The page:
Monday, April 24, 2017

City Notes '17: Moving Towards Emmaus: Hope in a Time of Uncertainty

The Road to Emmaus by Daniel Bonnell 


The Road to Emmaus Reveals that Jesus' Loving Care and Pursuit of Us is Relentless


Along with Tim Chester's A Meal with Jesus: Discovering Grace, Community and Mission Around the Table, David Smith's Moving Towards Emmaus: Hope in a Time of Uncertainty has been extremely influential in unpacking one of my favorite passages about Jesus in all of the Scriptures. There are so many layers to what occurs in Luke 24, I cannot do them justice here and I look forward to sharing many more teachings on this passage. And I also look forward to continuing to share with people I meet in Worcester about the God who often walks among us incognito only to surprise us with His humility, wisdom, and resurrection power when we least expect Him to reveal Himself to us. 




Chapter One | The Despairing Journey

"The final chapter of Luke's Gospel contains a story of great beauty and power in which the risen Christ is revealed to two despairing disciples who are in the process of retreating from the scenes of their devastated faith and hope in the city of Jerusalem. ... When the story begins (in Luke 24) there is absolutely no hint of the glory that will break into the darkness at its end. Indeed, the despair and utter hopelessness of the two disciples who withdraw from Jerusalem can hardly be exaggerated: both their body language and their conversation are symptoms of people deeply depressed and traumatized by suffering. Their faces, we are told, were 'downcast,' and their emotional and spiritual condition is reflected in the telling phrase 'we had hoped.' ... Millions of people in our world at the start of the third millennium find themselves walking a pathway that brings them very close to the lonely two on the road to Emmaus. Our world is full of people walking away from Jerusalem in despair with the words 'we had hoped' on their lips." pgs. 3-4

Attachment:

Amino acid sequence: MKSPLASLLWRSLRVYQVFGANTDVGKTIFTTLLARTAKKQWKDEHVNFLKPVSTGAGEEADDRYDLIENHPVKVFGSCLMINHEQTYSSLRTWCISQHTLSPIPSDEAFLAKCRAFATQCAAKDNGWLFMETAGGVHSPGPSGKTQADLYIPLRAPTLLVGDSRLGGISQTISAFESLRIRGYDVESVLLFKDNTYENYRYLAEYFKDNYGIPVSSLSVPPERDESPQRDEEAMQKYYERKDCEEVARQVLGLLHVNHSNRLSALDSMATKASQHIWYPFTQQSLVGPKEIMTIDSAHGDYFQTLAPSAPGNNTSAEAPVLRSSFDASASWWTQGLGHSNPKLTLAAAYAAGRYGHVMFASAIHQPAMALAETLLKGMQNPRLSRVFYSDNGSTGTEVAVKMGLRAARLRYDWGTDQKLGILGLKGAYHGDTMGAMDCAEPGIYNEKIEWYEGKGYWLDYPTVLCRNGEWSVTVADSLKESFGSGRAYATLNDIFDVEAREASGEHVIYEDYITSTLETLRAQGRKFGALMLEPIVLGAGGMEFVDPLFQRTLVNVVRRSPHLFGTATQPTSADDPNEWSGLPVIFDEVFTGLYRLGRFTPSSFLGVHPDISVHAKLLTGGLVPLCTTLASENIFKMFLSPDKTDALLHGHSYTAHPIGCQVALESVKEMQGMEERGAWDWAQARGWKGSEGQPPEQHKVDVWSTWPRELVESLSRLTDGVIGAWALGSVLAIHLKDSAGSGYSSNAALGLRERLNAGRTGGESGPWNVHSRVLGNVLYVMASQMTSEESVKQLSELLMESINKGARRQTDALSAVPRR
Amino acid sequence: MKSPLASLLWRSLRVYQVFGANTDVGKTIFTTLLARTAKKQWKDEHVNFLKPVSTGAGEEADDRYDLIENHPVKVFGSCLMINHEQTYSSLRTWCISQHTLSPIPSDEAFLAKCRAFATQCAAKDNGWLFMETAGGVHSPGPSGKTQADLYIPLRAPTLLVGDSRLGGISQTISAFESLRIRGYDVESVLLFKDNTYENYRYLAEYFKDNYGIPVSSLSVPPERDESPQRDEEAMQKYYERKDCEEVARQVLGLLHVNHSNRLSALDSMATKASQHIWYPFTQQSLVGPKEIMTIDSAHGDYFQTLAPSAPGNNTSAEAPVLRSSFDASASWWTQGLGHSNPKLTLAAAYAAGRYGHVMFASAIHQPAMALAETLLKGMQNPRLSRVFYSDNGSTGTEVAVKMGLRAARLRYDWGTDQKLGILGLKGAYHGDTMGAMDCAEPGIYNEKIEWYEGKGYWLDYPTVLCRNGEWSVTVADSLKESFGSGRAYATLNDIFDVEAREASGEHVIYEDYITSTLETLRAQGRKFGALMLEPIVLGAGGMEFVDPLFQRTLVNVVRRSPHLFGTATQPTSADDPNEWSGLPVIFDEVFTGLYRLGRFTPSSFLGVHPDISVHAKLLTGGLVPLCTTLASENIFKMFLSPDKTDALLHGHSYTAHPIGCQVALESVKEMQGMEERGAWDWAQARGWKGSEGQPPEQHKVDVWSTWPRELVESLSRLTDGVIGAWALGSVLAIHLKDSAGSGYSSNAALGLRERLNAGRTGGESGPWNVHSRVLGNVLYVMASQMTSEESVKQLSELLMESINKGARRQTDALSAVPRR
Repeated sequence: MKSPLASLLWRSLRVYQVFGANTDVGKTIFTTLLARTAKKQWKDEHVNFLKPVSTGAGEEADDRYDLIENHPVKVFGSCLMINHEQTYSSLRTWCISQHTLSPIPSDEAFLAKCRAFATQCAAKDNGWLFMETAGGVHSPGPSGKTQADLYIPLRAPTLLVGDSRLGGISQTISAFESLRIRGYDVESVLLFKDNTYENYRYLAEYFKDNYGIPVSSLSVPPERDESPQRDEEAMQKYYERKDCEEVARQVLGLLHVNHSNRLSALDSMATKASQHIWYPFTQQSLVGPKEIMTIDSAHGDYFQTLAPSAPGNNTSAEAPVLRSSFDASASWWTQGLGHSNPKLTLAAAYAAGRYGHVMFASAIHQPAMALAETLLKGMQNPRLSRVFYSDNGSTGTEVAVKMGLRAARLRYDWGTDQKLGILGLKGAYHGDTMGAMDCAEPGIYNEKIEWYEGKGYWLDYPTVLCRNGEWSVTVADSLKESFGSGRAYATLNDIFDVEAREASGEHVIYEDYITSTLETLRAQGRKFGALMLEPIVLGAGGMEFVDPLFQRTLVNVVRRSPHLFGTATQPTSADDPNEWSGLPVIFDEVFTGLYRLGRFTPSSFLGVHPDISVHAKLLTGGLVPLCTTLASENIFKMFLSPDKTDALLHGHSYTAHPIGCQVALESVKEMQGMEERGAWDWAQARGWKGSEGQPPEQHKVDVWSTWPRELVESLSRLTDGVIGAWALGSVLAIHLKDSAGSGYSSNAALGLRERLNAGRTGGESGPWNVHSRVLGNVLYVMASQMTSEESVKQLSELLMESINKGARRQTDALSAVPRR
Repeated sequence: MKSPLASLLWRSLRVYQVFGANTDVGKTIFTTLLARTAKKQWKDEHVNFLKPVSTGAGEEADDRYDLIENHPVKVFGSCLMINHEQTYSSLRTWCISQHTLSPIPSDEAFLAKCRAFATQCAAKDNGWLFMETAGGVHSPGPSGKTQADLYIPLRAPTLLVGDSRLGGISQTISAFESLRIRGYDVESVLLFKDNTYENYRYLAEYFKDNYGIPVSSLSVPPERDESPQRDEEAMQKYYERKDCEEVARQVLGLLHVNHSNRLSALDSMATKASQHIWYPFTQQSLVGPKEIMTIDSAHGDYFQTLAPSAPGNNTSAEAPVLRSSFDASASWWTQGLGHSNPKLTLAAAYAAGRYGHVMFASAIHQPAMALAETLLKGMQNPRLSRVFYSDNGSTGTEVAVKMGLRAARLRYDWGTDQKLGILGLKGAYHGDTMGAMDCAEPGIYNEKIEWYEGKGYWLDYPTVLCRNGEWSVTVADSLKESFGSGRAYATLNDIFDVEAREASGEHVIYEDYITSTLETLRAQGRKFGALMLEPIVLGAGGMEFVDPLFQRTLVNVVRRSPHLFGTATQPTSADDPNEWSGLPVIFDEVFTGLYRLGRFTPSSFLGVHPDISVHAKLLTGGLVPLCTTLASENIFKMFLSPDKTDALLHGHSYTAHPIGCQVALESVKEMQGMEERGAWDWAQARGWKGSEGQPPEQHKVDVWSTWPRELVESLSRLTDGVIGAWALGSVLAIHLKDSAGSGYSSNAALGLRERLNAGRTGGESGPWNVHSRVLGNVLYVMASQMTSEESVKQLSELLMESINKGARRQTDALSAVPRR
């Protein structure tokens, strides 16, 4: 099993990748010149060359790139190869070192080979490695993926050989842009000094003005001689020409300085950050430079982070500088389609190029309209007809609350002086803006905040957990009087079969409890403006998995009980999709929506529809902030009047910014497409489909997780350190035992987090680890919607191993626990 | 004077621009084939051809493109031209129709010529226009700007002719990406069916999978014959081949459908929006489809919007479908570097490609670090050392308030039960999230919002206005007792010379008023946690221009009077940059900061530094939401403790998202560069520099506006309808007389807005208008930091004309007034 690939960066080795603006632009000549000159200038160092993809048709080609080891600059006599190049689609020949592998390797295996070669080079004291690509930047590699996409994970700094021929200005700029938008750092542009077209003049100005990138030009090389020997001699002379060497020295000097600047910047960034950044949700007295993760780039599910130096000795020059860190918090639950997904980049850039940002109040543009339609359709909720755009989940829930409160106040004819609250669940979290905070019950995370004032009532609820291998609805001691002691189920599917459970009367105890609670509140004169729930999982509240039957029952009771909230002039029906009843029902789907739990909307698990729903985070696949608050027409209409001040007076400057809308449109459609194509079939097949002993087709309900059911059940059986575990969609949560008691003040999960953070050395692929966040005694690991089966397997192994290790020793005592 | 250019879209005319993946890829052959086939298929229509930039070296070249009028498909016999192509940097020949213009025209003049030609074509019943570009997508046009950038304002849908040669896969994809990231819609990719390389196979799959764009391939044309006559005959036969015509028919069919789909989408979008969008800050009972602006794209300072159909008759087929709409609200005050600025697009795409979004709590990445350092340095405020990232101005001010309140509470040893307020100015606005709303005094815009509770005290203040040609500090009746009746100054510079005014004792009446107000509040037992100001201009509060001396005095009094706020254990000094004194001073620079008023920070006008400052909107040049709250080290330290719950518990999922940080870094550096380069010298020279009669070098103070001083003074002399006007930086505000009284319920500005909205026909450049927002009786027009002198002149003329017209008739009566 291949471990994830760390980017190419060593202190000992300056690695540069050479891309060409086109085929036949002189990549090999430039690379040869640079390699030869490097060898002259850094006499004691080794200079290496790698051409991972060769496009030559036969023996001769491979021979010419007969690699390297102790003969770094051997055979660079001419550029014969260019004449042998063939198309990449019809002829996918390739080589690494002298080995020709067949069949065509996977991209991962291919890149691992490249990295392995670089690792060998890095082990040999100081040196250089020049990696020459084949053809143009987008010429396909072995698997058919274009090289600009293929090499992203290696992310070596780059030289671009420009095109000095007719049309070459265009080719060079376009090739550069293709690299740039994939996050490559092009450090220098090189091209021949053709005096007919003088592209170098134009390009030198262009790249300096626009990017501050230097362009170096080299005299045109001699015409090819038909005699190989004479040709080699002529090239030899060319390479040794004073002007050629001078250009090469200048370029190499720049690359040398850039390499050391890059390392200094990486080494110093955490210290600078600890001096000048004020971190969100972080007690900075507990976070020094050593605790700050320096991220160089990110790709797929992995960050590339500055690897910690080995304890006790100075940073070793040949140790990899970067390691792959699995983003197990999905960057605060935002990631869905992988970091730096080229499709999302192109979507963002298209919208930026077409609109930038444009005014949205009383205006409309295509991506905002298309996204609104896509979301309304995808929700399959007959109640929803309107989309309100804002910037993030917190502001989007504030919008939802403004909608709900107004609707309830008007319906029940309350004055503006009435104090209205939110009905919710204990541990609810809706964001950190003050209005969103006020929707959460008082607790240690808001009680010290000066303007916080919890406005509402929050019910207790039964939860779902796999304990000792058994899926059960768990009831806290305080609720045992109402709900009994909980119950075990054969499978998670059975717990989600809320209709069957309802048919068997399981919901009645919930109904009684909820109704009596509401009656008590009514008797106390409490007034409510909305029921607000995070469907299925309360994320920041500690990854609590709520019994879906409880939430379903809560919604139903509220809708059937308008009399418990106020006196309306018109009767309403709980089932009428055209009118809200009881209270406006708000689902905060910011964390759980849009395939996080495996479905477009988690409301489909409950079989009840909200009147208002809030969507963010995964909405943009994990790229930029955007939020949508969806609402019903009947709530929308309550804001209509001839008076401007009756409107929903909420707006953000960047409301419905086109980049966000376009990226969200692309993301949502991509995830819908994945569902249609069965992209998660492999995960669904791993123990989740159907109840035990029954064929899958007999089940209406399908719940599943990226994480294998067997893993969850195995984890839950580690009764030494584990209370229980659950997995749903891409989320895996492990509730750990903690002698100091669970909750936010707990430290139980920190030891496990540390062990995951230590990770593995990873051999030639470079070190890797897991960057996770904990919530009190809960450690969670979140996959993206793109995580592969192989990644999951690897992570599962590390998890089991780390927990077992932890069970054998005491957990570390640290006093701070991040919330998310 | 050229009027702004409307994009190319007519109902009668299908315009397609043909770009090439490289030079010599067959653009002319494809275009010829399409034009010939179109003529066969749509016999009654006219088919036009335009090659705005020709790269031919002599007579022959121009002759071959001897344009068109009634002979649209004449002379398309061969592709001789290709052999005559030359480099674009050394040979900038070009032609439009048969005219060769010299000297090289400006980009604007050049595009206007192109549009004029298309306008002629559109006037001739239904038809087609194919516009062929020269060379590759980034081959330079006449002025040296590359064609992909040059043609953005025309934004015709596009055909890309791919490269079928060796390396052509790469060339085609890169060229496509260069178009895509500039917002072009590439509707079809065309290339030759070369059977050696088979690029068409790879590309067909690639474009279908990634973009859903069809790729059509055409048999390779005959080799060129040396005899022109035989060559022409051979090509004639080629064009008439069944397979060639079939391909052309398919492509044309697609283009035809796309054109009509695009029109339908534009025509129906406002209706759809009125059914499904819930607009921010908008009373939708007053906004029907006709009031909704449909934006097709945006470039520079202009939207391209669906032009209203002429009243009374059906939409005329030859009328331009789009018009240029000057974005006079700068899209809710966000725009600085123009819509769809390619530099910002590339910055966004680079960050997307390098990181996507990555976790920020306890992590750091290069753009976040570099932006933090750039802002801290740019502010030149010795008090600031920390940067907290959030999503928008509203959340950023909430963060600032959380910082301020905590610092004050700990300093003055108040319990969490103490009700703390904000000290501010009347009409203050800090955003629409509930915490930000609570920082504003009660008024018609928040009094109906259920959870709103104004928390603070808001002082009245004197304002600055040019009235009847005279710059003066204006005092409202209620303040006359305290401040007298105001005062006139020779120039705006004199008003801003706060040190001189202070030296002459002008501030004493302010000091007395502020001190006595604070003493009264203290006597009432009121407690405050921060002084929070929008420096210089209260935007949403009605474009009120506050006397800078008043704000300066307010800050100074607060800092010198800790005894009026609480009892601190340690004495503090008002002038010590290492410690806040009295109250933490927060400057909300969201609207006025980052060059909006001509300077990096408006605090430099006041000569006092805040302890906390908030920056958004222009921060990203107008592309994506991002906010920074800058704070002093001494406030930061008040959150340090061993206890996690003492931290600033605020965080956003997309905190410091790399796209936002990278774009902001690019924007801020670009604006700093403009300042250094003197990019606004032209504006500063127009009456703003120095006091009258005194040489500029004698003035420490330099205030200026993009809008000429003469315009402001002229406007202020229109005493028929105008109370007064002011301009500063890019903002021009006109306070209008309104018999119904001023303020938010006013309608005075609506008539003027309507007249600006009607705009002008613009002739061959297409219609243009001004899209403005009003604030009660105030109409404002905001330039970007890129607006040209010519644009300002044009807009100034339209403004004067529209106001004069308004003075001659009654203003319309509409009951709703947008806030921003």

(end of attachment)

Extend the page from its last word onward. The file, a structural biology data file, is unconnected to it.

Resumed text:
"Christian mission, and in particular the practice of evangelism, has often ignored the order I am suggesting here, wanting to reverse the sequence in this story by beginning at the end, declaring the triumph of the resurrection without listening to the indications of pain, doubt and anger of those who have turned away from Jerusalem. The result is that the message declared by Christians is simply unbelievable for people whose emotional and spiritual experience renders them incapable of receiving such a message while their gaping wounds still require healing. ... Jesus meets the despairing and hopeless couple where they are and simply walks beside them. ... Is it really too much to ask that Christians learn from the one they profess to follow what it means to 'come up and walk along with' people who are heading away from Jerusalem? What is implied here is the need to gain a true and empathetic understanding of the context within which people live their lives. In the Lukan narrative the mysterious stranger merely asks, 'What are you discussing together as you walk along?,' so creating space within which his companions can unburden their hearts. ... As the Canadian theologian Douglas John Hall has said, the first step towards a meaningful articulation of the Christian message in our modern context requires that churches 'become spheres of truth, places where people can give expression to the anxiety of meaninglessness and emptiness without being utterly debilitated by the experience' (Hall, 2003, 131). He goes on to argue that the greatest theological task of our times is to articulate a fresh understanding of the meaning of 'salvation' that will actually speak to the pain and trauma of a generation that finds itself on the Emmaus road." pgs. 4-6